Beauty Store Business

MAR 2017

Beauty Store Business provides solutions for better retailing! New products, industry news, savvy business moves and important trends affecting both brick-and-mortar and online retailers are included in each issue.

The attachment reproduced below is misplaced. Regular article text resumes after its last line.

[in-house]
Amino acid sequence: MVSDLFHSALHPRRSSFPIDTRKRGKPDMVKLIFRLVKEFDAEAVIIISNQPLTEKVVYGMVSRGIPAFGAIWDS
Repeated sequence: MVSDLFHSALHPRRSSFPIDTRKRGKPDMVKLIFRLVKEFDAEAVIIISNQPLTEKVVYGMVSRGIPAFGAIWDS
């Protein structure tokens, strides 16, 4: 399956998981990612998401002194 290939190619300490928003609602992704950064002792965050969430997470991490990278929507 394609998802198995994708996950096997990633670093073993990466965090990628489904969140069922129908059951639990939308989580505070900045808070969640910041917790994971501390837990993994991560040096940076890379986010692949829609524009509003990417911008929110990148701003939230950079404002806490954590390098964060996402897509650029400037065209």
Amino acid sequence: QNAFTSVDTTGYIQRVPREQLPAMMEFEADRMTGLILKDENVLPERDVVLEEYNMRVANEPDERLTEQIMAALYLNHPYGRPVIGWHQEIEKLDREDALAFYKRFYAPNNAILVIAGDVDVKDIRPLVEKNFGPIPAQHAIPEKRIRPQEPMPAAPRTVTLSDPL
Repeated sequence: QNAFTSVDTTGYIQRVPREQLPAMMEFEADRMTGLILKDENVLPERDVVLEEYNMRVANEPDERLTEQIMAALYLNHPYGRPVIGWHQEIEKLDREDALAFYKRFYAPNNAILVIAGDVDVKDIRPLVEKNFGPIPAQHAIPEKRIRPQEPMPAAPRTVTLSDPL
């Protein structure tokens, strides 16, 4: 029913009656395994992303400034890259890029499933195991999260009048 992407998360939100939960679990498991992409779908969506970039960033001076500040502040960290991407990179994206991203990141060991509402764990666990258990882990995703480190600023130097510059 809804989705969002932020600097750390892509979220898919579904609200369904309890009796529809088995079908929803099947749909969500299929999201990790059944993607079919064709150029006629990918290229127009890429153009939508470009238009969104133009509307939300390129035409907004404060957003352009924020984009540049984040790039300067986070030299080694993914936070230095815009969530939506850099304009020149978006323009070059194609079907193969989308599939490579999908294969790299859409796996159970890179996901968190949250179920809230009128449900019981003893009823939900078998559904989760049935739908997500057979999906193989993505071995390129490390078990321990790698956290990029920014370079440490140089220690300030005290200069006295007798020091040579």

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62 March 2017 | beautystorebusiness.com brands that the stores carry, creating authentic bonds with their customers who ask them about products and for advice, is of the utmost importance. For these specialists, it's not uncommon for them to know regular customers on a first-name basis. "How do we transfer those relation- ships that we have in-store to the digital atmosphere? This is what we're trying to accomplish," Olsen says. "What we're really trying to do is enhance that messag- ing to our customers through technology. We do it with Customer Retailing Manage- ment systems with our marketing. We are listening to the customer, hearing from them and really just regurgitating what the customer is telling us by letting them know the products and services that we offer, and that we're a unique place to shop." Cos Bar has recently started integrat- ing store managers' photos into its email blasts that vary by region, and include each manager's product recommendations for the month. By attaching a real-life man- ager's photo, it makes the online shopping experience a more personal one. While other companies might have product picks that seem "contrived" and are based solely on what's trending, Olsen says Cos Bar's approach is genuine and more personal. It's also a way to reiterate to online shoppers that they can also head to the brick-and-mortar stores, and vice versa. The end goal for your email and social media efforts should be to become the go-to source for information for your cus- tomers, in order to "earn their trust and the right to connect with them online," Cha- rest says. "For the beauty industry, you're already at an advantage when it comes to personalization because you already know so much about your customers based on their purchases. As a marketer, take that knowledge, segment your contact list, and create personalized content and offers." By analyzing factors such as a cus- tomer's recent purchases, location, age and gender, you can effectively tailor the content to the right audience. When your customers feel like a newsletter is personalized, you'll see better results too. 3 Get people to sign up— and stay signed up. The best way to get customers to sign up for your e-newsletter is to provide them incentives. They'll want to sign up if they know they'll get access to certain sales and offers that aren't advertised on your social platforms. On Cos Bar's website, customers can sign up for a loyalty program called B. Cos. To sign up, they have to provide their birth- day, email address and mailing address— a small price to pay for a loyalty program that lets them accrue points for every dollar spent, which they can use on future pur- chases. Just signing up gives customers 150 points. The company also has a pop-up tool on the website that asks for emails, as well as another notice about the loyalty program at checkout. Because points from the loyalty program can be used both in- store and online, it acts to cross-promote both channels, and makes it convenient for customers to redeem rewards. Give your customers multiple chances to sign up for e-newsletters by having pop-ups in multiple places on your website. While there are many dos when mar- keting your brand, there are also some don'ts you'll want to avoid. First, and most importantly, don't bombard customers with too many emails that will make them want to unsubscribe. "You'll earn the right to continue to engage them by not overstaying your welcome with too many messages, pro- viding great subscriber-only offers and never sharing their contact information," Charest says. 4 Promote in-store sales, events and special offers. One of the most effective ways to get people to sign up to your e-newsletter is to provide them with special offers via email that cater to their location. Cos Bar promotes in-store events, which occur anywhere from 4 to 14 times a month. These targeted emails go out to shoppers that have signed up at that specific loca- tion, live close by to where an event will occur or have shopped at that location before. Through the Cos Bar email blasts, people can also RSVP to the events. "Once we really started narrowing our focus on these emails and narrowing down the kinks, we found a huge surge in sign-ups for the events," Olsen says. At the actual events, customers can speak with the specialists about what they liked. The specialists then relay this valuable feedback to the buyers. "There's a lot of communication from the specialists to the buyer—backwards and forwards," he says. "Present compelling content that isn't overtly promotional and is written with the customer in mind." –Dave Charest, Senior Manager of Constant Contact Images courtesy of Cos Bar Example of Cos Bar's "loyalty dedicated" email blast. Example of Cos Bar's "holiday looks" email.

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